Cryptocurrency exchange Binance, which currently has no official headquarters, will be “taking the steps necessary to ensure we take action against those that have had sanctions levied against them,” a spokesperson told Blockworks Monday. However, it is not open to a blanket ban of all accounts.
“We are not going to unilaterally freeze millions of innocent users’ accounts,” the spokesperson said.
“Crypto is meant to provide greater financial freedom for people across the globe. To unilaterally decide to ban people’s access to their crypto would fly in the face of the reason why crypto exists.”
Coinbase "will not institute a blanket ban on all Coinbase transactions involving Russian addresses," despite a request from a Ukrainian government official to do so.
A spokesperson for the popular U.S.-based exchange told Decrypt, "A unilateral and total ban would punish ordinary Russian citizens who are enduring historic currency destabilization as a result of their government’s aggression against a democratic neighbor."
Meanwhile, Russians are buying up more cryptocurrency as their own currency is undergoing high inflation:
But Ukrainians are doing the same for similar reasons:
“Like the Russians, Ukrainians are also buying crypto as never before,” the report said. “Many Ukrainians worry that the banking system in the country may collapse and are seeking to crypto as a safe haven.”
The report added that Ukrainians fleeing the country will be “able to bring some of their wealth with them”—hence the surge in trading volume.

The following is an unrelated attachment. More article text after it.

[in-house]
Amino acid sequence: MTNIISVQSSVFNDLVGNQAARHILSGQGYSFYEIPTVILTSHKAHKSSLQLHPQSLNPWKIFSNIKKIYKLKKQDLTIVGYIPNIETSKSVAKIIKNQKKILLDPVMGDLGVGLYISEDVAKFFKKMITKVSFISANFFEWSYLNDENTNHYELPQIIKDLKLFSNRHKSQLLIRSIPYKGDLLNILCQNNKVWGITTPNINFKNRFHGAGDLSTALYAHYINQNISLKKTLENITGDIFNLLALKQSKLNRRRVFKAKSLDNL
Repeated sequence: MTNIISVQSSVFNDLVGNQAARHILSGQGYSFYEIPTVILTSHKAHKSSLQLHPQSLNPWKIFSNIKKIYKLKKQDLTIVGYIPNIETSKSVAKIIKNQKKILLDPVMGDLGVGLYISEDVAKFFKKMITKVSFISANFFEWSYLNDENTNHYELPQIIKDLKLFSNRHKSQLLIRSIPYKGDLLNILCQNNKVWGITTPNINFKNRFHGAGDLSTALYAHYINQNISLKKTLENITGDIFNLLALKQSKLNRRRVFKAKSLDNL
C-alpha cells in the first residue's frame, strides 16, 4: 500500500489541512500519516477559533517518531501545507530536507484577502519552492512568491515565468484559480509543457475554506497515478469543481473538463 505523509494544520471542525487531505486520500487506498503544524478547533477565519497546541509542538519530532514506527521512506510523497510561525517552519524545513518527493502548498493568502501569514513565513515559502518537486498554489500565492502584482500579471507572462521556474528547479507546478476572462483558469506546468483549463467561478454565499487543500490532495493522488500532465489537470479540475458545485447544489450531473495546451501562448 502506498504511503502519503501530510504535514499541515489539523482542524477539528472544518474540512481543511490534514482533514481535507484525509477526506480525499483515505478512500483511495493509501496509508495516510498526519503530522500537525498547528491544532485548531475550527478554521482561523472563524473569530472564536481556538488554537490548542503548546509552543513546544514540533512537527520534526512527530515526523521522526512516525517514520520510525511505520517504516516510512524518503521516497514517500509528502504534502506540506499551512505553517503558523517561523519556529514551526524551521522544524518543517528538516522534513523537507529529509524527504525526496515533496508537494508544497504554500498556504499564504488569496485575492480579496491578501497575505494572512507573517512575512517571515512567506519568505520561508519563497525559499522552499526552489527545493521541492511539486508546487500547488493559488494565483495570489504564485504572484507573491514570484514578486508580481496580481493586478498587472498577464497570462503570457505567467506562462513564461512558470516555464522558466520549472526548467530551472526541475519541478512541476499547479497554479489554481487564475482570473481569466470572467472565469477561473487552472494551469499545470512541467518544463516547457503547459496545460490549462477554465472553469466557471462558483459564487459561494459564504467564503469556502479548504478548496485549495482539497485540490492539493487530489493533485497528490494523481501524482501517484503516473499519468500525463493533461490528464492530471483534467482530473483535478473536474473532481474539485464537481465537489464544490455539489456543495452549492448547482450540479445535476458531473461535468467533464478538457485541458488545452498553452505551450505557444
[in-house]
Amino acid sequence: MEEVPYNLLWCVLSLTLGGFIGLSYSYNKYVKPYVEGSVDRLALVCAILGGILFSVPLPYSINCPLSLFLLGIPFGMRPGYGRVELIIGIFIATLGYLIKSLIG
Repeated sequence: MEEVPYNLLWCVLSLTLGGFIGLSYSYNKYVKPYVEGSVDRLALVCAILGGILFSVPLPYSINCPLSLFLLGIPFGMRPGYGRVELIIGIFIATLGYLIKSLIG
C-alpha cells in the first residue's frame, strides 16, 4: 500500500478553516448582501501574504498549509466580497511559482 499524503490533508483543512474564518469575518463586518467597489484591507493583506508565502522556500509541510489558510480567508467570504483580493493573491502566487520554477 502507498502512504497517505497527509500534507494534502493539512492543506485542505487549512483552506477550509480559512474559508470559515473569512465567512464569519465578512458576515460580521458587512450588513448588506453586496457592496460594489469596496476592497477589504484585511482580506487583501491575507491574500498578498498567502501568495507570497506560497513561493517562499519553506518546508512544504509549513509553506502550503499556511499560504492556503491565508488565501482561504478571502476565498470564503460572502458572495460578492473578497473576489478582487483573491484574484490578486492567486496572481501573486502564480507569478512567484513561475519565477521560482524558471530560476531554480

Since Russia invaded Ukraine on February 24, interest in crypto has skyrocketed in both nations.
My Take: I get where Ukraine is coming from: Russian citizens have been backing Putin and his dreams of conquest for a long time, and now they are trying to fight for their lives. I also think this is a slippery slope, and would turn the Russian people against the entire western world if we end up punishing regular Russian citizens with sanctions. They would have no way out of the NATO-backed “economic bomb” and their country’s currency destruction.
Unfortunately, Russia could use this to their advantage in order to acquire more cryptocurrency and skirt sanctions imposed on them. But like I stated above, it most likely won’t be enough to fund the war and save their central bank anyway.
Besides, creating a bank run in Russia and having most of its citizens stop using their own country’s currency, and exchange it for something like bitcoin, sounds like a good strategy for NATO. It would make the Russian oligarchs and government leaders feel even more pressure.
I just hope it’s not too much: you never know what a madman will do when he’s backed into a corner.
On that happy note, thanks for reading!